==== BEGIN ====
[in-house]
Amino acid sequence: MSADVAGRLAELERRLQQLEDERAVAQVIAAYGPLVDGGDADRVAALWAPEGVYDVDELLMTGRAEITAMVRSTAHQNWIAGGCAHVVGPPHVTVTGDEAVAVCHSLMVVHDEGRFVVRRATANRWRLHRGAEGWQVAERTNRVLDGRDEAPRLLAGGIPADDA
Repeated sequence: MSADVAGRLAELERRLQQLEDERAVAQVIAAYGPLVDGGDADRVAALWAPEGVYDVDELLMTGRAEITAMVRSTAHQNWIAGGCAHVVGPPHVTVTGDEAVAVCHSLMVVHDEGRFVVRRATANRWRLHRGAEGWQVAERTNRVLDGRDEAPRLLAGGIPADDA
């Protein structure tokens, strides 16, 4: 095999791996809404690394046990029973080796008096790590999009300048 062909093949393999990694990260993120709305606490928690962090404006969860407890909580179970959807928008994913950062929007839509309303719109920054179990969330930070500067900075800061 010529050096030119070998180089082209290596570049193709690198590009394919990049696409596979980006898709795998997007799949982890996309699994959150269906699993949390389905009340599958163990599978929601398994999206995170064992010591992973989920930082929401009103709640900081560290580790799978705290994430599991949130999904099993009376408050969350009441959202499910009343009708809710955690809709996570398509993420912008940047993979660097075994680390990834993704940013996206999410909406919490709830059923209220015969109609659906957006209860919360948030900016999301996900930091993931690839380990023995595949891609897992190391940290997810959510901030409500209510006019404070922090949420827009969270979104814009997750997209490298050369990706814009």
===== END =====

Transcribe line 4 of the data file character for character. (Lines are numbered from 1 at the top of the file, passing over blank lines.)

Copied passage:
């Protein structure tokens, strides 16, 4: 095999791996809404690394046990029973080796008096790590999009300048 062909093949393999990694990260993120709305606490928690962090404006969860407890909580179970959807928008994913950062929007839509309303719109920054179990969330930070500067900075800061 010529050096030119070998180089082209290596570049193709690198590009394919990049696409596979980006898709795998997007799949982890996309699994959150269906699993949390389905009340599958163990599978929601398994999206995170064992010591992973989920930082929401009103709640900081560290580790799978705290994430599991949130999904099993009376408050969350009441959202499910009343009708809710955690809709996570398509993420912008940047993979660097075994680390990834993704940013996206999410909406919490709830059923209220015969109609659906957006209860919360948030900016999301996900930091993931690839380990023995595949891609897992190391940290997810959510901030409500209510006019404070922090949420827009969270979104814009997750997209490298050369990706814009």